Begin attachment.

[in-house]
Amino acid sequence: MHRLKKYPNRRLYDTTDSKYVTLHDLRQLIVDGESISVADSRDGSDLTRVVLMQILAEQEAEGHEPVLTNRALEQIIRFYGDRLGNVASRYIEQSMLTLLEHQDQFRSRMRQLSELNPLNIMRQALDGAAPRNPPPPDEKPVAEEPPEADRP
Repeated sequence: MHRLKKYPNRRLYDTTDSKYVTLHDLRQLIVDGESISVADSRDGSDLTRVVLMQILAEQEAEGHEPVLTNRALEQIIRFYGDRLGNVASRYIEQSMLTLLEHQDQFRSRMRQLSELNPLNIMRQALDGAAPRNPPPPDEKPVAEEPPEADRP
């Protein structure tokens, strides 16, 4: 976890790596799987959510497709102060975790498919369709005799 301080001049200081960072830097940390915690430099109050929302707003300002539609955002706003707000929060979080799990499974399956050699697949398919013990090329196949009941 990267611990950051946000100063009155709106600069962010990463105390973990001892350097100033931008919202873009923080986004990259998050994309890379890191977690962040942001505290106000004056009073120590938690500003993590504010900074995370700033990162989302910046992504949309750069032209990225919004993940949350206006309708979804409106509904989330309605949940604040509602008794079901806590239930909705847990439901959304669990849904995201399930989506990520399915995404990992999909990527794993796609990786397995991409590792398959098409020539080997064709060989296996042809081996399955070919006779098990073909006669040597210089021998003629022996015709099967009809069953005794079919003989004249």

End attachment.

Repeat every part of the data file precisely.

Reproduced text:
[in-house]
Amino acid sequence: MHRLKKYPNRRLYDTTDSKYVTLHDLRQLIVDGESISVADSRDGSDLTRVVLMQILAEQEAEGHEPVLTNRALEQIIRFYGDRLGNVASRYIEQSMLTLLEHQDQFRSRMRQLSELNPLNIMRQALDGAAPRNPPPPDEKPVAEEPPEADRP
Repeated sequence: MHRLKKYPNRRLYDTTDSKYVTLHDLRQLIVDGESISVADSRDGSDLTRVVLMQILAEQEAEGHEPVLTNRALEQIIRFYGDRLGNVASRYIEQSMLTLLEHQDQFRSRMRQLSELNPLNIMRQALDGAAPRNPPPPDEKPVAEEPPEADRP
């Protein structure tokens, strides 16, 4: 976890790596799987959510497709102060975790498919369709005799 301080001049200081960072830097940390915690430099109050929302707003300002539609955002706003707000929060979080799990499974399956050699697949398919013990090329196949009941 990267611990950051946000100063009155709106600069962010990463105390973990001892350097100033931008919202873009923080986004990259998050994309890379890191977690962040942001505290106000004056009073120590938690500003993590504010900074995370700033990162989302910046992504949309750069032209990225919004993940949350206006309708979804409106509904989330309605949940604040509602008794079901806590239930909705847990439901959304669990849904995201399930989506990520399915995404990992999909990527794993796609990786397995991409590792398959098409020539080997064709060989296996042809081996399955070919006779098990073909006669040597210089021998003629022996015709099967009809069953005794079919003989004249």